I remember I could see the clouds drying up as they descended towards us at 50+ knots. Fortunately the wind was such that it was going over-head and missing us. The weather held until we got everyone in, but it never let us relax. Days like this are intense because it could have gone zero zero in less than 3 minutes, but all morning the monster just hovered overhead and watched. The weather changes really fast in Alaska, and is only amplified at an altitude of 10,000′. I took this picture in July.
You know, you would not be as handsome either after 3 weeks out on the glaciers. These guys had just walked up and over the Chugach mountain range, and this picture was taken in a really neat spot in the Chugach mountains not far from Valdez. I landed in the middle of the glacier and you can see that we are still very close to the vertical rock and ice. I have seen huge house sized chunks of ice laying half way down a snowy slope after breaking off and sliding. Mountaineers don’t usually set up camp right underneath an ice fall, so I certainly rely on them to pick a good safe location for me to land. In this picture none of us are on ropes because the entire area inside of their camp has been probed to determine that solid ice lay beneath the snow and not over top of a gaping crevasse. The short walk from the camp perimeter to the airplane is taken at my own risk. :o)
Strong winds and poor lighting are the two most common battles fought in a landing spot like this. In fact, I just remembered that the wind was blowing out of the South on this particular re-ration and I could not get over the pass to bring them the groceries. I was up at 8500′ and loaded with 350 lbs of food. The prevailing winds were smooth but firm. Under full power the airplane still could not out-power the down drafts over the pass so I headed down glacier several miles and came through an area that was slightly wider allowing a turn if the down draft mandated it. When those mountain pilot authors write about flying over ridges at a 45 degree angle they are not joking. I do this out of habit without even thinking about it, but I don’t think you should have to read about it. Flying straight at a ridge in windy conditions should give you the heeby-jeebies because it just feels and looks wrong. Flying in the mountains demands that you leave yourself numerous options because variables change fast. If you are going to lock yourself into one path ……. then you better be doggone sure it’s going to work.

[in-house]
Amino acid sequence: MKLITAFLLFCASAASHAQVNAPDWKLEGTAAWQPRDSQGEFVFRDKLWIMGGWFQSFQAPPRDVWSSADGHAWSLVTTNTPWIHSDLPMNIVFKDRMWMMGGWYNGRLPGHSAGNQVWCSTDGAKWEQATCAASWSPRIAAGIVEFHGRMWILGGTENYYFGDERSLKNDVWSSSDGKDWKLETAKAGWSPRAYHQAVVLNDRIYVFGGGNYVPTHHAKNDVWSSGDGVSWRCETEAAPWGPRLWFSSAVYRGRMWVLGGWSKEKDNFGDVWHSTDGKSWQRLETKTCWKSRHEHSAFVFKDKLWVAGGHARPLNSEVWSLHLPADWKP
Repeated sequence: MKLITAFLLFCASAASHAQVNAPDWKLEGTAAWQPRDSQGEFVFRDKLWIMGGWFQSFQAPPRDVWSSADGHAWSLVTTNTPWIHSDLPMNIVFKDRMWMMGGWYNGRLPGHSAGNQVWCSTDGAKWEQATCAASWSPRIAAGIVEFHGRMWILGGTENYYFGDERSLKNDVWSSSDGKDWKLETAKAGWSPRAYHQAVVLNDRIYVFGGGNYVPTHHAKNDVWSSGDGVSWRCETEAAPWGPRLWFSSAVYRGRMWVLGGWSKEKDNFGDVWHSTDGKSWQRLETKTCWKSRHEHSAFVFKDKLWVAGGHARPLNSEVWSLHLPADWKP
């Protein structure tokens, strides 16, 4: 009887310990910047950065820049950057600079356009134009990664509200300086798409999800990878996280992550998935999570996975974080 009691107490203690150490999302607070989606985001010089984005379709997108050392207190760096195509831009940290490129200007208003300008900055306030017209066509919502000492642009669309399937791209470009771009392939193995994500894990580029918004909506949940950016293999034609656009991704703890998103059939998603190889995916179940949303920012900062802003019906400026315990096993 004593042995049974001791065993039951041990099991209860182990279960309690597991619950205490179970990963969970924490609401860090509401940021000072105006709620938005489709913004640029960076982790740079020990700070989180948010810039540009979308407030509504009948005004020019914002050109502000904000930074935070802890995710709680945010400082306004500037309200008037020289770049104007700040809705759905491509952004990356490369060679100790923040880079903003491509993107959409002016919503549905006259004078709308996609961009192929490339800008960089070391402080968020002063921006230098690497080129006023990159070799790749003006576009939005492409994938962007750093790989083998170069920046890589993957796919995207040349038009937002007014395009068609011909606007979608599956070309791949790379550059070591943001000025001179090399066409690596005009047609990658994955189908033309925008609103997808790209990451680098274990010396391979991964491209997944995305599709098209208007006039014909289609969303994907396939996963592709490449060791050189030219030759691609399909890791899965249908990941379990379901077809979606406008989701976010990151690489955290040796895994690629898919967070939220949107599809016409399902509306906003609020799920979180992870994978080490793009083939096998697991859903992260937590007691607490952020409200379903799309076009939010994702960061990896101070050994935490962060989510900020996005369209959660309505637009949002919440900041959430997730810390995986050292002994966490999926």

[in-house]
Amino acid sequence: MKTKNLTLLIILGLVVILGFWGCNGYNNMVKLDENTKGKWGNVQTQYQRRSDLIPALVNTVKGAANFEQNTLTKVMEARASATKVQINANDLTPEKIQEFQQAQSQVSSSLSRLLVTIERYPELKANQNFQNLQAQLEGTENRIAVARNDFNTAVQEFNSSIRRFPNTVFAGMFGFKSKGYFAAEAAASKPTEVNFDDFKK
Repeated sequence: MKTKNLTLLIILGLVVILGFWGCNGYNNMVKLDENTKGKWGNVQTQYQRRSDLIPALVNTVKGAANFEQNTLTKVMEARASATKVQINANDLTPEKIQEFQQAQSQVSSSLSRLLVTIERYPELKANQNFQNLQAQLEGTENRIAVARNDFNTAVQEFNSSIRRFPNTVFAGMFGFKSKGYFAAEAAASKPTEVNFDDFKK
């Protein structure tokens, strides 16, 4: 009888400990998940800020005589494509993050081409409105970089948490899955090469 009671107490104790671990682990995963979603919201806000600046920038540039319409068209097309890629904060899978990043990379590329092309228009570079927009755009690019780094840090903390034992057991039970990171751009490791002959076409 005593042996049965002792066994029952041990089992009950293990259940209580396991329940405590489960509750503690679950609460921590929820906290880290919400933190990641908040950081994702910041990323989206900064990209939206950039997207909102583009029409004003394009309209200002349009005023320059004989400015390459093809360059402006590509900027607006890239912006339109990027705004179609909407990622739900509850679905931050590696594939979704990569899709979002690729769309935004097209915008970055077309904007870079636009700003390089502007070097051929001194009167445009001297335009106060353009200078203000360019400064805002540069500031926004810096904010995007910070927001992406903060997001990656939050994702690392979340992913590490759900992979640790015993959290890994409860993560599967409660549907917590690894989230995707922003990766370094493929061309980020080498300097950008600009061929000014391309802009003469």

These were some hardcore dudes. Mike and I dropped them off at 8500′ in the Chugach and they spent something like 18 days out here grabbing first descents and taking their chances kite skiing on the glacier. All three were heli-ski guides in Valdez during our winter, and then they move to South America for more winter. They said skiing the Mount Goode area was great, but that everything was bigger than they anticipated. The crevasses they skied around were large enough to swallow a house, and that tends to knock some of the edge off the carefree attitude. They did manage to ski Mt. Goode which is 10,610 feet tall. You can see the conditions were superb, but while they were there they got like five more feet, and this was in May.
These mountains can brew up some awesome weather and kite skiing seems to be growing in popularity. We dropped a guy off a couple years ago who kite skied the Tazlina glacier, which might be compared to canoeing Niagra Falls. He is still alive, but his kite is still out there … somewhere.